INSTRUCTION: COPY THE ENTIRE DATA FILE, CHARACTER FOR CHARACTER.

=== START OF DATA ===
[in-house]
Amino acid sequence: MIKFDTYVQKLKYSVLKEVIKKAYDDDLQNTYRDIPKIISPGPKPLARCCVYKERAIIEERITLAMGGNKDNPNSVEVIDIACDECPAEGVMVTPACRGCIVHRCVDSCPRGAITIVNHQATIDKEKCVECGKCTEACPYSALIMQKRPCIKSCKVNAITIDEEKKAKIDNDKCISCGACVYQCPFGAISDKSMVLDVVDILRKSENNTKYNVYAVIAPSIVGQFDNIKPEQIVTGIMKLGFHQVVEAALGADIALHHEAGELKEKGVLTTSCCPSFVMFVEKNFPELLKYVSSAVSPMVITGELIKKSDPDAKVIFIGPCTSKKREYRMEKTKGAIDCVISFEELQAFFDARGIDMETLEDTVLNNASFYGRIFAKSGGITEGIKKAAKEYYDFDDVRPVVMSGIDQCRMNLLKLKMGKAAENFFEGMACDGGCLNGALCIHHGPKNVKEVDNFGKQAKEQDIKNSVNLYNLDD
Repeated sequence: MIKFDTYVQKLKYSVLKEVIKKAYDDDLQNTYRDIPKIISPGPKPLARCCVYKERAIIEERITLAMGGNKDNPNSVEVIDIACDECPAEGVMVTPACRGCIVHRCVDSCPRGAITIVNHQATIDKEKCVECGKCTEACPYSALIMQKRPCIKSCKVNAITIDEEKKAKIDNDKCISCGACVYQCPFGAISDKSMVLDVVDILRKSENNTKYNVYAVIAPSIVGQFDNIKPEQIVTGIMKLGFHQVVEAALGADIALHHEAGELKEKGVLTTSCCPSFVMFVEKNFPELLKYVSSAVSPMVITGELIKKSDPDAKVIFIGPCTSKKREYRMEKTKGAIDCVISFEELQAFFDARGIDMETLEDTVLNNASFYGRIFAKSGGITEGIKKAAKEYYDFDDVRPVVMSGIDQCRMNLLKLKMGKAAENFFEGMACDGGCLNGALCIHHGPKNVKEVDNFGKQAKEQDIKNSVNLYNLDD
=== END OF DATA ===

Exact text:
[in-house]
Amino acid sequence: MIKFDTYVQKLKYSVLKEVIKKAYDDDLQNTYRDIPKIISPGPKPLARCCVYKERAIIEERITLAMGGNKDNPNSVEVIDIACDECPAEGVMVTPACRGCIVHRCVDSCPRGAITIVNHQATIDKEKCVECGKCTEACPYSALIMQKRPCIKSCKVNAITIDEEKKAKIDNDKCISCGACVYQCPFGAISDKSMVLDVVDILRKSENNTKYNVYAVIAPSIVGQFDNIKPEQIVTGIMKLGFHQVVEAALGADIALHHEAGELKEKGVLTTSCCPSFVMFVEKNFPELLKYVSSAVSPMVITGELIKKSDPDAKVIFIGPCTSKKREYRMEKTKGAIDCVISFEELQAFFDARGIDMETLEDTVLNNASFYGRIFAKSGGITEGIKKAAKEYYDFDDVRPVVMSGIDQCRMNLLKLKMGKAAENFFEGMACDGGCLNGALCIHHGPKNVKEVDNFGKQAKEQDIKNSVNLYNLDD
Repeated sequence: MIKFDTYVQKLKYSVLKEVIKKAYDDDLQNTYRDIPKIISPGPKPLARCCVYKERAIIEERITLAMGGNKDNPNSVEVIDIACDECPAEGVMVTPACRGCIVHRCVDSCPRGAITIVNHQATIDKEKCVECGKCTEACPYSALIMQKRPCIKSCKVNAITIDEEKKAKIDNDKCISCGACVYQCPFGAISDKSMVLDVVDILRKSENNTKYNVYAVIAPSIVGQFDNIKPEQIVTGIMKLGFHQVVEAALGADIALHHEAGELKEKGVLTTSCCPSFVMFVEKNFPELLKYVSSAVSPMVITGELIKKSDPDAKVIFIGPCTSKKREYRMEKTKGAIDCVISFEELQAFFDARGIDMETLEDTVLNNASFYGRIFAKSGGITEGIKKAAKEYYDFDDVRPVVMSGIDQCRMNLLKLKMGKAAENFFEGMACDGGCLNGALCIHHGPKNVKEVDNFGKQAKEQDIKNSVNLYNLDD